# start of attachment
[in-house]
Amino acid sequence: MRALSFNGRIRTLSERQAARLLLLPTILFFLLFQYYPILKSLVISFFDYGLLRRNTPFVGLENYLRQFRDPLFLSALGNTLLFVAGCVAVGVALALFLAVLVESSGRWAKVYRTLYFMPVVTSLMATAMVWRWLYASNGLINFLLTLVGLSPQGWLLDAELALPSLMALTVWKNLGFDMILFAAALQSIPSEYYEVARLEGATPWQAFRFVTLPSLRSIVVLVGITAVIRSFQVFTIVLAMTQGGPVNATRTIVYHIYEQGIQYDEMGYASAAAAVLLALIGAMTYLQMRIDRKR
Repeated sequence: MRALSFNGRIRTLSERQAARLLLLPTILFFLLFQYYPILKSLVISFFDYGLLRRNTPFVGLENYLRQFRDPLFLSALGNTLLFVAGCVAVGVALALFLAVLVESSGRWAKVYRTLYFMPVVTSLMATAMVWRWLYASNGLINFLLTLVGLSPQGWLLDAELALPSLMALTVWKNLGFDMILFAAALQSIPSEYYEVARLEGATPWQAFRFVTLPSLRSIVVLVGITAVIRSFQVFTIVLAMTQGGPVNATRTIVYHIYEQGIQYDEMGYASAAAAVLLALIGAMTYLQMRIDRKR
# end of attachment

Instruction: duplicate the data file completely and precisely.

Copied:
[in-house]
Amino acid sequence: MRALSFNGRIRTLSERQAARLLLLPTILFFLLFQYYPILKSLVISFFDYGLLRRNTPFVGLENYLRQFRDPLFLSALGNTLLFVAGCVAVGVALALFLAVLVESSGRWAKVYRTLYFMPVVTSLMATAMVWRWLYASNGLINFLLTLVGLSPQGWLLDAELALPSLMALTVWKNLGFDMILFAAALQSIPSEYYEVARLEGATPWQAFRFVTLPSLRSIVVLVGITAVIRSFQVFTIVLAMTQGGPVNATRTIVYHIYEQGIQYDEMGYASAAAAVLLALIGAMTYLQMRIDRKR
Repeated sequence: MRALSFNGRIRTLSERQAARLLLLPTILFFLLFQYYPILKSLVISFFDYGLLRRNTPFVGLENYLRQFRDPLFLSALGNTLLFVAGCVAVGVALALFLAVLVESSGRWAKVYRTLYFMPVVTSLMATAMVWRWLYASNGLINFLLTLVGLSPQGWLLDAELALPSLMALTVWKNLGFDMILFAAALQSIPSEYYEVARLEGATPWQAFRFVTLPSLRSIVVLVGITAVIRSFQVFTIVLAMTQGGPVNATRTIVYHIYEQGIQYDEMGYASAAAAVLLALIGAMTYLQMRIDRKR